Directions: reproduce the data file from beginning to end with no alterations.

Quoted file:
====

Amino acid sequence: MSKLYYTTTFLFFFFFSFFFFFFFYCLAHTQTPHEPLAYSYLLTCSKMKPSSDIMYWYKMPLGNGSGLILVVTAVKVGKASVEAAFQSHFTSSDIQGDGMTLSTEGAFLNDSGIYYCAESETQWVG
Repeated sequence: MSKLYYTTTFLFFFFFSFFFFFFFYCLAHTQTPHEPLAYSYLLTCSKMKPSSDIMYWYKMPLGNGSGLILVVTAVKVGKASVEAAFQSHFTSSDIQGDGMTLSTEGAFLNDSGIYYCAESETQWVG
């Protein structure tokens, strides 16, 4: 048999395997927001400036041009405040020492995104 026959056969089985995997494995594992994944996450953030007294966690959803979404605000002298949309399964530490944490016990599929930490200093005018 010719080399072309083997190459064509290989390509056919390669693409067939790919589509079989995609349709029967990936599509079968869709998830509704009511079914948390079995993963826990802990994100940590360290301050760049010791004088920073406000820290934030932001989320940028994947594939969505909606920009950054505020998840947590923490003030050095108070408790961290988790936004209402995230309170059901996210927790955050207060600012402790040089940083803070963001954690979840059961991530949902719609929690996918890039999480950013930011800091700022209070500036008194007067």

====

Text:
Amino acid sequence: MSKLYYTTTFLFFFFFSFFFFFFFYCLAHTQTPHEPLAYSYLLTCSKMKPSSDIMYWYKMPLGNGSGLILVVTAVKVGKASVEAAFQSHFTSSDIQGDGMTLSTEGAFLNDSGIYYCAESETQWVG
Repeated sequence: MSKLYYTTTFLFFFFFSFFFFFFFYCLAHTQTPHEPLAYSYLLTCSKMKPSSDIMYWYKMPLGNGSGLILVVTAVKVGKASVEAAFQSHFTSSDIQGDGMTLSTEGAFLNDSGIYYCAESETQWVG
């Protein structure tokens, strides 16, 4: 048999395997927001400036041009405040020492995104 026959056969089985995997494995594992994944996450953030007294966690959803979404605000002298949309399964530490944490016990599929930490200093005018 010719080399072309083997190459064509290989390509056919390669693409067939790919589509079989995609349709029967990936599509079968869709998830509704009511079914948390079995993963826990802990994100940590360290301050760049010791004088920073406000820290934030932001989320940028994947594939969505909606920009950054505020998840947590923490003030050095108070408790961290988790936004209402995230309170059901996210927790955050207060600012402790040089940083803070963001954690979840059961991530949902719609929690996918890039999480950013930011800091700022209070500036008194007067």